The research initiatives of the Division of Gastroenterology, Hepatology and Endoscopy unite basic science, translational and clinical research groups through a shared aim of expanding our understanding of digestive diseases; with an ultimate goal of identifying and developing new therapeutic strategies for the diagnosis, management and treatment of digestive disorders including inflammatory bowel disease (IBD), liver diseases, hepatobiliary disease, pancreatic disease, and gastrointestinal cancers.
Allegretti's IBD research program explores environmental influences, women's health issues, and the use of existing and investigational therapies. She focuses on the intestinal microbiome's role in dysbiosis and microbial associated diseases. Her lab also evaluates new IBD treatments.
Blumberg’s research focuses on the several areas that are highly relevant to IBD, mucosal infections, tumor immunology and vaccinology. These include: 1) Delineation of Carcinoembyronic Antigen Cell Adhesion Molecule 1 (CEACAM1) as an immune regulatory molecule; 2) Characterization of the nonclassical major histocompatibility complex (MHC) class 1-related molecule, CD1; 3) Characterization of the neonatal Fc receptor (FcRn) for IgG; and 4) Defining the role of endoplasmic reticulum stress in the pathogenesis of IBD.
Chan focuses on esophageal and gastrointestinal motility disorders, with a research focus on GERD and its extraesophageal manifestations, such as chronic pulmonary disorders and lung transplantation outcomes. He also studies laryngopharyngeal reflux (LPR) and collaborates with the BWH Voice Center to improve diagnostic approaches and identify targeted therapies for upper airway symptoms. Additionally, he investigates eosinophilic esophagitis, functional gastrointestinal disorders, small intestinal bacterial overgrowth, and anorectal/pelvic floor dysfunction.
Cohen's research focuses on hepatic metabolism and energy homeostasis, particular in relation to NAFLD and NASH. His group has developed innovative methods to examine the regulation of hepatic metabolism by lipids and identified novel genes that suppress hepatic insulin signaling. The laboratory is also studying the role of gut microbiome in regulating hepatic glucose metabolism.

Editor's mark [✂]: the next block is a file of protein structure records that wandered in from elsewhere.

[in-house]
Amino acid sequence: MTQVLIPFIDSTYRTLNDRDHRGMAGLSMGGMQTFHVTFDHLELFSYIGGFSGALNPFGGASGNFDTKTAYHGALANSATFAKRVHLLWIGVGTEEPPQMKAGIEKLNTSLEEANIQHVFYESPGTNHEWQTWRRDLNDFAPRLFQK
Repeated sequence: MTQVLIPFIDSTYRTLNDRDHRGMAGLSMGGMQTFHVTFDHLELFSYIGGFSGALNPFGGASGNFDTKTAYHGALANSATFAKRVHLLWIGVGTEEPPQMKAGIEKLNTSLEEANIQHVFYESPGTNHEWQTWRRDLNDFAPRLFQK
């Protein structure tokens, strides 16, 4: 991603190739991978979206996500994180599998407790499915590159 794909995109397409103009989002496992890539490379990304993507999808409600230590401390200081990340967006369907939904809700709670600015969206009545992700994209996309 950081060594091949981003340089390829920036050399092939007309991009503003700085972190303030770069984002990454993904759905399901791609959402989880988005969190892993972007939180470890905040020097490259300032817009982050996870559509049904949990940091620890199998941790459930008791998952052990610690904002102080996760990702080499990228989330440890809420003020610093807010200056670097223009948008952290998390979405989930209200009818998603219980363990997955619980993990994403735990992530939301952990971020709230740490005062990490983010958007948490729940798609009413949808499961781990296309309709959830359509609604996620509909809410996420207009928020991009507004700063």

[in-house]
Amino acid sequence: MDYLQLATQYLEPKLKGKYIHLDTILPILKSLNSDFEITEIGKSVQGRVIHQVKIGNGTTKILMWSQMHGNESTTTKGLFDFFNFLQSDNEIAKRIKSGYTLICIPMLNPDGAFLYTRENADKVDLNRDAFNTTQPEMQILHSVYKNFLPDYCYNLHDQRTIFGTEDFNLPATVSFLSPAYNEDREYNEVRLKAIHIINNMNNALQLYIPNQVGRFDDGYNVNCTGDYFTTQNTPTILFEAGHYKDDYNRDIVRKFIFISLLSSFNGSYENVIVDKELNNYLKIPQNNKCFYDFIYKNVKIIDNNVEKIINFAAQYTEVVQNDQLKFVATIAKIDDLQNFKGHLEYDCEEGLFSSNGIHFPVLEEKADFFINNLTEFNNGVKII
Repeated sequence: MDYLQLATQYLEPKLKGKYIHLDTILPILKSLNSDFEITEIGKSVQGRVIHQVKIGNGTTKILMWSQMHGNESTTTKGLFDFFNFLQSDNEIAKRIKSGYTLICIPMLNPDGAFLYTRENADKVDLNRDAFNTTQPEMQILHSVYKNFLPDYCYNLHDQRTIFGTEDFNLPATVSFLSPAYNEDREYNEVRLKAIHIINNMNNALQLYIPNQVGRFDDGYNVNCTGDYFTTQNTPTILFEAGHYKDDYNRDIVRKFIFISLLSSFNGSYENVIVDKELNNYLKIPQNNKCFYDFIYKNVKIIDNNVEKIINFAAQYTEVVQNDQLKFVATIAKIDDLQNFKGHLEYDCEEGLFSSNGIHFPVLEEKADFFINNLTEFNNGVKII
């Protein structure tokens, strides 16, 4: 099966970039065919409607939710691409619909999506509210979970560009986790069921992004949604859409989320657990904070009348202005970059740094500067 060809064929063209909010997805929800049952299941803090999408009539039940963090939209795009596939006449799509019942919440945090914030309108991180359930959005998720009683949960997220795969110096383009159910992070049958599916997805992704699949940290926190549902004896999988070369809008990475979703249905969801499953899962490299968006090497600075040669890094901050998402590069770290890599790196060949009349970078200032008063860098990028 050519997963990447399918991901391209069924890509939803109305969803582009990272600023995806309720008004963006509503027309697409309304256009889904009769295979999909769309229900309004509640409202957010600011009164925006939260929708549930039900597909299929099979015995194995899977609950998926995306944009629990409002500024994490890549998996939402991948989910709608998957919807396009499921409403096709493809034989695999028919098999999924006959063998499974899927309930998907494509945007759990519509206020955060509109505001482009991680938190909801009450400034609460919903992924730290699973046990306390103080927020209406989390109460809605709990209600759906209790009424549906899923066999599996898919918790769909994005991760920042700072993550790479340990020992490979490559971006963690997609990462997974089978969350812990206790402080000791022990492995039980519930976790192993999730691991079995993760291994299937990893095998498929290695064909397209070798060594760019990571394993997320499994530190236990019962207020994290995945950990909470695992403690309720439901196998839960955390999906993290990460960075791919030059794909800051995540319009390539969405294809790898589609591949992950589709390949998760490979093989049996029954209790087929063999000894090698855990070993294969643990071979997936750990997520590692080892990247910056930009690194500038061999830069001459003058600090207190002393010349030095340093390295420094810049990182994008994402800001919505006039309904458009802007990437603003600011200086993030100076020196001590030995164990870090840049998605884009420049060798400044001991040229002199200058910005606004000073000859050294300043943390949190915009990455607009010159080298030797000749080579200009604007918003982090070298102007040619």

Korzenik's research aims to develop new therapies based on novel understandings of ulcerative colitis, Crohn's disease and primary sclerosing cholangitis. This includes the role of hydrogen sulfide in these conditions. His research program includes the development of an animal model of ulcerative colitis, translational microbiome studies, and novel therapeutic approaches including as repurposing existing medications and dietary interventions.
Nissim’s laboratory studies the signaling and epigenetic determinants of pancreatic cancer to develop new interception and treatment strategies. Focus areas include whether reinforcing signaling and epigenetic processes that maintain normal acinar cell identity can intercept cancer-initiating mutations; investigations of RABL3 disruption as a therapeutic target in Kras-dependent cancers; and identifying novel causes of hereditary pancreatic cancer.
Syngal focuses on genetics and prevention of gastrointestinal malignancies, especially colon and pancreatic cancer. Her work has helped define the clinical implications of novel etiologies for inherited colon cancer and developed new risk assessment tools for hereditary gastrointestinal malignancies that are now part of the standard of care.
Traverso’s expertise spans multiple disciplines that include molecular biology, materials science, chemical and biomedical engineering. Specifically, areas of focus include amplification of single DNA molecules from complex mixtures including stool, biomedical engineering with respect to device development including physical modes for drug delivery, polymer and biomaterial development for the fabrication of novel drug delivery systems, ingestible electronics, as well as small and large animal disease models. His investigations on the development of novel technologies for drug delivery and sensing via the gastrointestinal tract are aimed at transforming our ability to treat and diagnose patients through the application of biomedical engineering concepts to the gastrointestinal tract.
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